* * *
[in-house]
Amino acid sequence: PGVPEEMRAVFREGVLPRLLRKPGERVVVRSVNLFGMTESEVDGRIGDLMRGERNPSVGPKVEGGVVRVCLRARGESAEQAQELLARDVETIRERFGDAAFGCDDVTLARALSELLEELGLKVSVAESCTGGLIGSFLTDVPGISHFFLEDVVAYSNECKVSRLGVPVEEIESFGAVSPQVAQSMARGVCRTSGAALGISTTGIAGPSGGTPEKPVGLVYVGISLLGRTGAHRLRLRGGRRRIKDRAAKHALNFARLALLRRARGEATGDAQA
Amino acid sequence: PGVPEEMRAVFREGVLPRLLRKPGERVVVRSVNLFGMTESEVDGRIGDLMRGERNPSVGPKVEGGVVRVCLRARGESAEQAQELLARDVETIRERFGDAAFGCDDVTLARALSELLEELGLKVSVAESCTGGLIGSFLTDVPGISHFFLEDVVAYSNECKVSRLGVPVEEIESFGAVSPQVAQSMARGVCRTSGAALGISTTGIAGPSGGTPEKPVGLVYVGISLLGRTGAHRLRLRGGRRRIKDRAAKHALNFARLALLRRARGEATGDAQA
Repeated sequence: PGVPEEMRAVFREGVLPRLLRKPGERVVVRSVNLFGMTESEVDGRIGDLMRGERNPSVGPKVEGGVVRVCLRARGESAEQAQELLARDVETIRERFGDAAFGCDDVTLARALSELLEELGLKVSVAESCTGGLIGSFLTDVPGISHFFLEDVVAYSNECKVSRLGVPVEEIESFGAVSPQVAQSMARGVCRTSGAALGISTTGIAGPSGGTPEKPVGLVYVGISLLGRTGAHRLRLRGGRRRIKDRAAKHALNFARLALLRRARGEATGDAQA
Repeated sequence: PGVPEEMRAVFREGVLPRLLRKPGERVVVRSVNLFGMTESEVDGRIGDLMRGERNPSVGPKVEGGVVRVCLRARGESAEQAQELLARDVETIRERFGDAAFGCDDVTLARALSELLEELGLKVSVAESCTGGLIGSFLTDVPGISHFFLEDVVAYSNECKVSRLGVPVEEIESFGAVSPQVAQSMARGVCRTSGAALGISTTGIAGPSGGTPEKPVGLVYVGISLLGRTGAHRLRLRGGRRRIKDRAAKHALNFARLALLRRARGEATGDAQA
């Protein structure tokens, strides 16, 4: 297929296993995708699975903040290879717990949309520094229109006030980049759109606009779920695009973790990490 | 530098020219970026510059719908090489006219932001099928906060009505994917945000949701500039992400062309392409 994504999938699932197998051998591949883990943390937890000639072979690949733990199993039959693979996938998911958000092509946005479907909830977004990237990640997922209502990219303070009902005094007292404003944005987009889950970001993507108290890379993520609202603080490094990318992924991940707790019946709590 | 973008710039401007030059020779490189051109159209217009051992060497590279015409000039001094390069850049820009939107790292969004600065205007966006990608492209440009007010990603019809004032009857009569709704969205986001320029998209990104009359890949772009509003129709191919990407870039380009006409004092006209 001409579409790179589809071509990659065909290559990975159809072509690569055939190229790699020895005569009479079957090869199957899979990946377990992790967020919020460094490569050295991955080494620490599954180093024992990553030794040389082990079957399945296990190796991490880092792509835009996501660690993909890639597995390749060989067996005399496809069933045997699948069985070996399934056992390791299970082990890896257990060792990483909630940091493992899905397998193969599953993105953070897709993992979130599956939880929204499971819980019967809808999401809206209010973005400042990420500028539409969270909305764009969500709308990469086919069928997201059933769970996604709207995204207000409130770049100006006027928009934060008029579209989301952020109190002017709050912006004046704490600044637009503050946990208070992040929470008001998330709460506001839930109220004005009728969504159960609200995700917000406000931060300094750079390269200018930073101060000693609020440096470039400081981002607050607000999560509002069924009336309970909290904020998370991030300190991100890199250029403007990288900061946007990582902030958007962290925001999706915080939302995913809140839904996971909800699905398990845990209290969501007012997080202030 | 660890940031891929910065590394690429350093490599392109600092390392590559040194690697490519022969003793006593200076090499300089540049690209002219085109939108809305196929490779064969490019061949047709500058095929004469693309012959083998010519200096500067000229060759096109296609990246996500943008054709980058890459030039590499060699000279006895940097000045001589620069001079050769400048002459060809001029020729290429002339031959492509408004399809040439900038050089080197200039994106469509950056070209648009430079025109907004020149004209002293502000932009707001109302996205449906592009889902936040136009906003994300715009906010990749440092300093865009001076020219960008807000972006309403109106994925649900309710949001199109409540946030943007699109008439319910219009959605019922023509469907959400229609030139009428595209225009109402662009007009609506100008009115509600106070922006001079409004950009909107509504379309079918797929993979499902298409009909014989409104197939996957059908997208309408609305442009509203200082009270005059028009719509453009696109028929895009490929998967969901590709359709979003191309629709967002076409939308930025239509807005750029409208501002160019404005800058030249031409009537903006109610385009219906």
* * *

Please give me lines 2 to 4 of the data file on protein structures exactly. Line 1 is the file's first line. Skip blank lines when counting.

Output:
Amino acid sequence: PGVPEEMRAVFREGVLPRLLRKPGERVVVRSVNLFGMTESEVDGRIGDLMRGERNPSVGPKVEGGVVRVCLRARGESAEQAQELLARDVETIRERFGDAAFGCDDVTLARALSELLEELGLKVSVAESCTGGLIGSFLTDVPGISHFFLEDVVAYSNECKVSRLGVPVEEIESFGAVSPQVAQSMARGVCRTSGAALGISTTGIAGPSGGTPEKPVGLVYVGISLLGRTGAHRLRLRGGRRRIKDRAAKHALNFARLALLRRARGEATGDAQA
Amino acid sequence: PGVPEEMRAVFREGVLPRLLRKPGERVVVRSVNLFGMTESEVDGRIGDLMRGERNPSVGPKVEGGVVRVCLRARGESAEQAQELLARDVETIRERFGDAAFGCDDVTLARALSELLEELGLKVSVAESCTGGLIGSFLTDVPGISHFFLEDVVAYSNECKVSRLGVPVEEIESFGAVSPQVAQSMARGVCRTSGAALGISTTGIAGPSGGTPEKPVGLVYVGISLLGRTGAHRLRLRGGRRRIKDRAAKHALNFARLALLRRARGEATGDAQA
Repeated sequence: PGVPEEMRAVFREGVLPRLLRKPGERVVVRSVNLFGMTESEVDGRIGDLMRGERNPSVGPKVEGGVVRVCLRARGESAEQAQELLARDVETIRERFGDAAFGCDDVTLARALSELLEELGLKVSVAESCTGGLIGSFLTDVPGISHFFLEDVVAYSNECKVSRLGVPVEEIESFGAVSPQVAQSMARGVCRTSGAALGISTTGIAGPSGGTPEKPVGLVYVGISLLGRTGAHRLRLRGGRRRIKDRAAKHALNFARLALLRRARGEATGDAQA